Prison officials hint at operational issues and training to blame
A incident that took place several weeks ago at Her Majesty’s Prison at Northward in which a prison officer was badly beaten has been addressed by prison service officials after several attempts to get the story by the Caymanian Compass.
The name officer who was assaulted in the melee nor the name of the inmate in question have not been released, as the investigation is ongoing. However officials did confirm that the suspect in the matter is currently in prison on “firearm charges”. The officer had been on leave for some time, though prison representatives would not say what his specific injuries were. He is now back at work. No charges were had been laid against the suspect by press time, as officials say the Royal Cayman Islands Police is now looking into the matter.
This is the second time that a prison officer has been assaulted in recent months, with another officer having his ear bitten off by an inmate previous to this most recent assault.
Deputy Director of Prisons Aduke Joseph-Caesar outlined some strategies that would be employed at the prison going forward to curb any further flair-ups between the staff and inmates.
“Prison must maintain a safe and secure environment to protect their inmates, staff, visitors and ultimately, the community. Historically, many prisons have struggled to achieve this. We are managing inmate behaviour within the prison as this is critical to a safe and secure environment. The design and condition of Her Majesty’s Prison Service physical plant hardly allows us to use electronic systems to assist with safety and security. However, experience has shown prisons cannot rely on these measures alone. To be safe and secure, prison staff must actively supervise and manage inmate behaviour. Training in assertiveness communication, interpersonal skills, conflict resolution, problem solving and building professional relationships will be huge in de-escalating conflicts.”
Mrs. Caesar did not say whether deficiencies in the areas canvassed above were to blame for the officer’s trouncing.
Though, she added: “We hope to implement policies and procedures to standardise our operations and thus create the avenue for open communication and respect, which can lead to trust in the organization. It is a long journey to achieving a well run institution but even so, research has shown that incidents may happen, as we are dealing with varied personalities.”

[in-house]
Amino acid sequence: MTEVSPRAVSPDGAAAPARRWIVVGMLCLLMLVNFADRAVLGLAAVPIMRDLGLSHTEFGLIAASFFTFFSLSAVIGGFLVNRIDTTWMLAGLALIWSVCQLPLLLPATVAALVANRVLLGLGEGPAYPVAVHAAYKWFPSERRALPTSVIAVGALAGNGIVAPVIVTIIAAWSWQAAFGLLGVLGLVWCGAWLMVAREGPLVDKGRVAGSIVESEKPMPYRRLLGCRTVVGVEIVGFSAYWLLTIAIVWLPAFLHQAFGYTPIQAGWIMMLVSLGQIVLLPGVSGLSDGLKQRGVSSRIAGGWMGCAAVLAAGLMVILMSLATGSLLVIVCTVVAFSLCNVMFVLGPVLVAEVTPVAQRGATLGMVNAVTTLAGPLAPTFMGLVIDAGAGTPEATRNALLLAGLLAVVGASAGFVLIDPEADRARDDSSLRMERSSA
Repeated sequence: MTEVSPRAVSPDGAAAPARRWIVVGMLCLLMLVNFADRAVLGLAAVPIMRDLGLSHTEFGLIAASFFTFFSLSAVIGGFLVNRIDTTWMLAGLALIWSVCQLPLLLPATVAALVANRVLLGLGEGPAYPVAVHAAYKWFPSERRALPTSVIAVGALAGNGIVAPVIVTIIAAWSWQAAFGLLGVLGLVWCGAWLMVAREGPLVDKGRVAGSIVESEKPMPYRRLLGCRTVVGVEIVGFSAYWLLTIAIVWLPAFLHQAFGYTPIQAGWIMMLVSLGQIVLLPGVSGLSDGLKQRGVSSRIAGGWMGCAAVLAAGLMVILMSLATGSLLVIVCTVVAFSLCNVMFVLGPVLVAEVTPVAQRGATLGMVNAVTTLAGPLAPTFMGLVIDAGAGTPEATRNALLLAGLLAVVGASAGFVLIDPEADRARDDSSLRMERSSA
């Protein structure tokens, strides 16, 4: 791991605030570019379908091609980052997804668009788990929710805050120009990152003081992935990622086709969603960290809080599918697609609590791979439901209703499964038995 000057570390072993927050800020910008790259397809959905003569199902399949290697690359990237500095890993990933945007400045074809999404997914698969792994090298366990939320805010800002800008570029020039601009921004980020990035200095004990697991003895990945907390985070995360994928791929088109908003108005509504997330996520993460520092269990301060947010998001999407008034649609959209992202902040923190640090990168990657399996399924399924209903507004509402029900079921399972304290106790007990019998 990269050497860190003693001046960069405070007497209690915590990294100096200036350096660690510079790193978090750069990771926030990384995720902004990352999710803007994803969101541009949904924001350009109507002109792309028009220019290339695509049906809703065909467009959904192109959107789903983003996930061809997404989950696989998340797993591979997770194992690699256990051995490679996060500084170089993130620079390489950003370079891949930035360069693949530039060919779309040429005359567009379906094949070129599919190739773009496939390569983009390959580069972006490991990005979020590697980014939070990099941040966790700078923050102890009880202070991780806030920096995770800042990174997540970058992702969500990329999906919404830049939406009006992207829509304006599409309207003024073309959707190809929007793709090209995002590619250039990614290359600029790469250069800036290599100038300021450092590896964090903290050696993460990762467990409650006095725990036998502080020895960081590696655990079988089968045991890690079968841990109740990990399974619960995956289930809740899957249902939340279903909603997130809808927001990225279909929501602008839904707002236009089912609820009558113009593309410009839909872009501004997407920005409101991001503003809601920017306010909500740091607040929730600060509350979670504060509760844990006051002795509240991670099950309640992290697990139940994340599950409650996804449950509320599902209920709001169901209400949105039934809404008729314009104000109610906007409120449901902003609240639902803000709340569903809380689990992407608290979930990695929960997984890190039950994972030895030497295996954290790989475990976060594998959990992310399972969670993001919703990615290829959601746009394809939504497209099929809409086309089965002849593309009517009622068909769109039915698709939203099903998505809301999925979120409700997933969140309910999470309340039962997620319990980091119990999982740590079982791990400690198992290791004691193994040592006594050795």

Most recently, the prison services has launched a training programme in conjunction with the Civil Service College, which seeks to have officers benefit from a 12-week course facilitated by the Civil Service College of the Cayman Islands.
The course, which is one of the first of its kind to be offered to managers at the prison, will focus on organisational behaviour and communication.
“This undertaking has been tailor-made for the prison and will bring our correctional workers into the 21st Century in terms of computer literacy, the ability to write reports and analytical thinking. Subject matter such as motivational interviewing and emotional intelligence will also be explored,” said Aduke Natalie Joseph-Caesar, deputy director of the prison service.
She said that the pilot project was a part of “restructuring of how we work with inmates by restructuring ourselves”.
The prison will also have a change in management for the top position of director, which is being manned by Mr. Daniel Greaves, after the resignation of the former Prison Director Dwight Scott.
A number of reviews of the prison system during the past 18 months, including what is expected to be a damning report soon to be released by the United Kingdom’s prisons inspectorate, have also led to a number of changes within the prison system in the British Overseas Territory.
“These and other reports have led to the creation of a new senior post (deputy director of prison rehabilitation) within the prison and to increasing momentum for change and a desire to see significant improvements in both custodial care and in reducing offending,” noted an advertisement for the position of prison director.